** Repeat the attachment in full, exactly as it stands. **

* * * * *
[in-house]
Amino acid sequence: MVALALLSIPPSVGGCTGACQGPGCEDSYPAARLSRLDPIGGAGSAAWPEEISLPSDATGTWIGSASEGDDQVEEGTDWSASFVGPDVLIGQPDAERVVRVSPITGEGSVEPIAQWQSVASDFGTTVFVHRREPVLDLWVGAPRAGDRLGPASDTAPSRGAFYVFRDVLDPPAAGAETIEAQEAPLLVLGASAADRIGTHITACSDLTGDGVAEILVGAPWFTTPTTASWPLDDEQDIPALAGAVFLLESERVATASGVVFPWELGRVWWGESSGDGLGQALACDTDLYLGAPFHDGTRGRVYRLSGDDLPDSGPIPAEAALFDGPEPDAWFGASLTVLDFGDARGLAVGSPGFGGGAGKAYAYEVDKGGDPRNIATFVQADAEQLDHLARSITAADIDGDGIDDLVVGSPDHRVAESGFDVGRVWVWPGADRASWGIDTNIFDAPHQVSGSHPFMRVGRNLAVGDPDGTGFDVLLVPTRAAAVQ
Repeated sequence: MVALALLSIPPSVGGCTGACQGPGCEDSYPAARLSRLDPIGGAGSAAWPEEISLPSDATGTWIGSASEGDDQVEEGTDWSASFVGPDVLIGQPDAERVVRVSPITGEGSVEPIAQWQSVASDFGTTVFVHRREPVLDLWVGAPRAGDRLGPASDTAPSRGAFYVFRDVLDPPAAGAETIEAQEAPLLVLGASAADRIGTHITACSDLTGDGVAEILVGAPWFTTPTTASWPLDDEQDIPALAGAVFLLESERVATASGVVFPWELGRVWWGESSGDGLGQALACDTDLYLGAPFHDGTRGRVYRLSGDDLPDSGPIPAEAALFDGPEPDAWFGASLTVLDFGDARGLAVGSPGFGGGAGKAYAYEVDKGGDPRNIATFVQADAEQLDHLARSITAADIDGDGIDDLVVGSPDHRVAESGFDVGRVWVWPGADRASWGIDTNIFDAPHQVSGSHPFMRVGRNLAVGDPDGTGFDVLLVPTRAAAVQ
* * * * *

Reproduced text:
[in-house]
Amino acid sequence: MVALALLSIPPSVGGCTGACQGPGCEDSYPAARLSRLDPIGGAGSAAWPEEISLPSDATGTWIGSASEGDDQVEEGTDWSASFVGPDVLIGQPDAERVVRVSPITGEGSVEPIAQWQSVASDFGTTVFVHRREPVLDLWVGAPRAGDRLGPASDTAPSRGAFYVFRDVLDPPAAGAETIEAQEAPLLVLGASAADRIGTHITACSDLTGDGVAEILVGAPWFTTPTTASWPLDDEQDIPALAGAVFLLESERVATASGVVFPWELGRVWWGESSGDGLGQALACDTDLYLGAPFHDGTRGRVYRLSGDDLPDSGPIPAEAALFDGPEPDAWFGASLTVLDFGDARGLAVGSPGFGGGAGKAYAYEVDKGGDPRNIATFVQADAEQLDHLARSITAADIDGDGIDDLVVGSPDHRVAESGFDVGRVWVWPGADRASWGIDTNIFDAPHQVSGSHPFMRVGRNLAVGDPDGTGFDVLLVPTRAAAVQ
Repeated sequence: MVALALLSIPPSVGGCTGACQGPGCEDSYPAARLSRLDPIGGAGSAAWPEEISLPSDATGTWIGSASEGDDQVEEGTDWSASFVGPDVLIGQPDAERVVRVSPITGEGSVEPIAQWQSVASDFGTTVFVHRREPVLDLWVGAPRAGDRLGPASDTAPSRGAFYVFRDVLDPPAAGAETIEAQEAPLLVLGASAADRIGTHITACSDLTGDGVAEILVGAPWFTTPTTASWPLDDEQDIPALAGAVFLLESERVATASGVVFPWELGRVWWGESSGDGLGQALACDTDLYLGAPFHDGTRGRVYRLSGDDLPDSGPIPAEAALFDGPEPDAWFGASLTVLDFGDARGLAVGSPGFGGGAGKAYAYEVDKGGDPRNIATFVQADAEQLDHLARSITAADIDGDGIDDLVVGSPDHRVAESGFDVGRVWVWPGADRASWGIDTNIFDAPHQVSGSHPFMRVGRNLAVGDPDGTGFDVLLVPTRAAAVQ